John Lewis Suspends Click & Collect to Reduce 'Non-Essential Travel'

John Lewis Suspends Click & Collect to Reduce 'Non-Essential Travel'
A man walks past a John Lewis department store, closed-down due to lockdown laws, on Oxford Street in central London on April 27, 2020. (Tolga Akmen/AFP via Getty Images)
Simon Veazey

Department store John Lewis has suspended its Click & Collect service, saying it wants to "encourage the public to stay at home" during England's third national lockdown.

The parent company also announced its Waitrose supermarkets would join other major chains in refusing entry to people without masks.

Like other department stores, John Lewis had closed its doors to customers under lockdown laws, but was allowed to continue with collections.

From Wednesday, all purchases will have to be delivered.

“We’ve listened carefully to the clear change in tone and emphasis of the views and information shared by the UK’s governments in recent days," said Andrew Murphy, executive director of operations at the John Lewis Partnership in a statement.

"While we recognise that the detail of formal guidance has not changed, we feel it is right for us—and in the best interests of our Partners and customers—to take proactive steps to further enhance our covid-security and related operational policies.”

Murphy added, “We also want to help the national effort by removing reasons for non-essential travel, so we have decided to suspend Click & Collect services from our John Lewis shops.”

John Lewis, the largest department store in the UK alongside Marks and Spencer, said it will also reduce the range of services carried out in customers' homes.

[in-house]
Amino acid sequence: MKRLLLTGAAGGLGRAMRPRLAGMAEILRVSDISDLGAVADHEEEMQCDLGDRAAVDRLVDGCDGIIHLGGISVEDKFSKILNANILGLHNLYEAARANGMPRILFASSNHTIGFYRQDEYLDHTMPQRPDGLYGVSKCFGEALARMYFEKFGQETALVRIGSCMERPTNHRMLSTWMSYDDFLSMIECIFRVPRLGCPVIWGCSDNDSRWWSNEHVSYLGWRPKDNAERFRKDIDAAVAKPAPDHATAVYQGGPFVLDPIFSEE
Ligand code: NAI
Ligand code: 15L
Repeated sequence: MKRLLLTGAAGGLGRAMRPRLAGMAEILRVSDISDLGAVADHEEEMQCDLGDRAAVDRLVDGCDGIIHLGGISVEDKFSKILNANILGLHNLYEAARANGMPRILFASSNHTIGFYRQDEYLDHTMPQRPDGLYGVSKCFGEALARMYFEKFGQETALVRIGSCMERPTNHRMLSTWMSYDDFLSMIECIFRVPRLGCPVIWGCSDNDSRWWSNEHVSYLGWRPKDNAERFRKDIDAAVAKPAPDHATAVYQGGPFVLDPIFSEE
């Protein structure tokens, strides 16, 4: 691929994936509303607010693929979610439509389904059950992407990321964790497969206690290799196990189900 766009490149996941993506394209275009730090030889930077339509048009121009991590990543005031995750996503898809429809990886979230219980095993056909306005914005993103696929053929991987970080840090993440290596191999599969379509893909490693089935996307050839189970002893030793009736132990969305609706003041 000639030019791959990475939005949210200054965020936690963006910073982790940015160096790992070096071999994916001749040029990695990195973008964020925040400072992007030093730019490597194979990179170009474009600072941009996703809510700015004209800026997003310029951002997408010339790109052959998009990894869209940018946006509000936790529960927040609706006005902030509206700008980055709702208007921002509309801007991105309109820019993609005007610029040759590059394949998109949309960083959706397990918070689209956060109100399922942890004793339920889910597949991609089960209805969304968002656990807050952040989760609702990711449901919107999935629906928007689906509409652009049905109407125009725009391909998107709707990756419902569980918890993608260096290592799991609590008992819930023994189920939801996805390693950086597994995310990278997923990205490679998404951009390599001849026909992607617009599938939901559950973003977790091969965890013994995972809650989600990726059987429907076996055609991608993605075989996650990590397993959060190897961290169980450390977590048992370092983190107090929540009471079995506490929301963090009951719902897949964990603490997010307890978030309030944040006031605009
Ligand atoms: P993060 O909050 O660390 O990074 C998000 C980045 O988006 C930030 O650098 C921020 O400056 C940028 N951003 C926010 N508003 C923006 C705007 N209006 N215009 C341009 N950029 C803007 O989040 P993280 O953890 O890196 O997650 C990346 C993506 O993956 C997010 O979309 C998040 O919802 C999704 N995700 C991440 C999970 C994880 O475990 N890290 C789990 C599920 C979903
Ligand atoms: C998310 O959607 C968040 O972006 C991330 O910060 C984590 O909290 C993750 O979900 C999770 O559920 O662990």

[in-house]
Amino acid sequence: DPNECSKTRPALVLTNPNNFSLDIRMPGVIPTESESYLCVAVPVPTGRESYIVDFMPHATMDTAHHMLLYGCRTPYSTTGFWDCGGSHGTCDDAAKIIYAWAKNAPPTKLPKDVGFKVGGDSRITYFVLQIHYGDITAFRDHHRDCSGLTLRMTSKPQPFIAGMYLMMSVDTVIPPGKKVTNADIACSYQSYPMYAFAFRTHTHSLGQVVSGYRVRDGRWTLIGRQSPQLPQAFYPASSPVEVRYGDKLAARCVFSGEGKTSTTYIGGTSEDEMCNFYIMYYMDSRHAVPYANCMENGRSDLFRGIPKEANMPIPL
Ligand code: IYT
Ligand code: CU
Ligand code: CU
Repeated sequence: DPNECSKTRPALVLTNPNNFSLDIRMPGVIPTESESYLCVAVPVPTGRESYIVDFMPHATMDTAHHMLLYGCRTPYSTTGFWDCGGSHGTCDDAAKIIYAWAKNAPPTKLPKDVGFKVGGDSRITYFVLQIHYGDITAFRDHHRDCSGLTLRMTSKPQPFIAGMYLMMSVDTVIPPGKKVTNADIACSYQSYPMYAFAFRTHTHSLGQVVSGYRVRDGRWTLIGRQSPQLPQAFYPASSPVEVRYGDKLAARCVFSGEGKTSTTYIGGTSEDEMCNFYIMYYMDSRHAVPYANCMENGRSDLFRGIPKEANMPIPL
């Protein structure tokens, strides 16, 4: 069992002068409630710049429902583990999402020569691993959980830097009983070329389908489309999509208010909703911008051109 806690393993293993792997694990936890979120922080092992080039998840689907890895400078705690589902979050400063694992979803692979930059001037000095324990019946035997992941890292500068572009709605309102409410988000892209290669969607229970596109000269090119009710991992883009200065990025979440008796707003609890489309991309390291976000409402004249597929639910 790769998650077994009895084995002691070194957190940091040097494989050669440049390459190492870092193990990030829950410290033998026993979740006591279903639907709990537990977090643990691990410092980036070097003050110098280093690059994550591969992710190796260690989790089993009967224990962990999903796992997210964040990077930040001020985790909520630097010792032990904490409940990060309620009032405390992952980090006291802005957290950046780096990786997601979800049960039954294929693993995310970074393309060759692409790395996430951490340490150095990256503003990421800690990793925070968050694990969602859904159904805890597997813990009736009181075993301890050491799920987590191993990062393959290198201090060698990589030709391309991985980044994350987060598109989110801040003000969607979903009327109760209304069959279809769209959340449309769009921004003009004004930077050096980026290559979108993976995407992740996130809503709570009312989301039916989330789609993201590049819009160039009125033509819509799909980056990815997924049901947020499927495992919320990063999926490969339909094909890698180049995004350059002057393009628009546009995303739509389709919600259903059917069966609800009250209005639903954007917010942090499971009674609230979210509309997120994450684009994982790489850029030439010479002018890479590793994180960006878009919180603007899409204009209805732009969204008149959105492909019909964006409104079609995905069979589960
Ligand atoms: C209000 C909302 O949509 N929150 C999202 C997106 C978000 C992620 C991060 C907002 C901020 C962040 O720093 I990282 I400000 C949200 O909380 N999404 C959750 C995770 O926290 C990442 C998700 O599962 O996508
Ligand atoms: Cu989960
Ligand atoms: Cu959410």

A shopper wearing a protective face covering walks the aisles of a Tesco supermarket in London, on Dec. 14, 2020. (Daniel Leal-Olivas/AFP via Getty Images)
A shopper wearing a protective face covering walks the aisles of a Tesco supermarket in London, on Dec. 14, 2020. (Daniel Leal-Olivas/AFP via Getty Images)

Waitrose will now have marshals at supermarket entrances, handing out free face coverings and denying entry to people who refuse to wear them, following similar decrees by other supermarkets in the last two days,

Laws enacted in the spring mandate face-coverings in indoor public areas, with exceptions, but stores have generally taken a light-touch approach, preferring to offer masks for free, but not to challenge.

In the last two days, most supermarkets have rolled out tougher enforcement policies.

The shift chimes with a tougher approach taken by police under England’s third lockdown to enforce laws aimed at stemming the spread of the CCP (Chinese Communist Party) virus, commonly known as the novel coronavirus.
On Tuesday, Tesco and Asda joined the other "big four" supermarkets in announcing that customers will not be allowed in without face coverings. Between them, they make up over two-thirds of the supermarket sector in the UK.
Aldi has also indicated it will not allow customers in without masks.

Supermarkets have said that the rule does not apply to people with legitimate medical exemptions, as stated in law.

However, they have not indicated what kind of proof of such exemptions would need to be provided and how they will handle the issue.

Simon Veazey is a UK-based journalist who has reported for The Epoch Times since 2006 on various beats, from in-depth coverage of British and European politics to web-based writing on breaking news.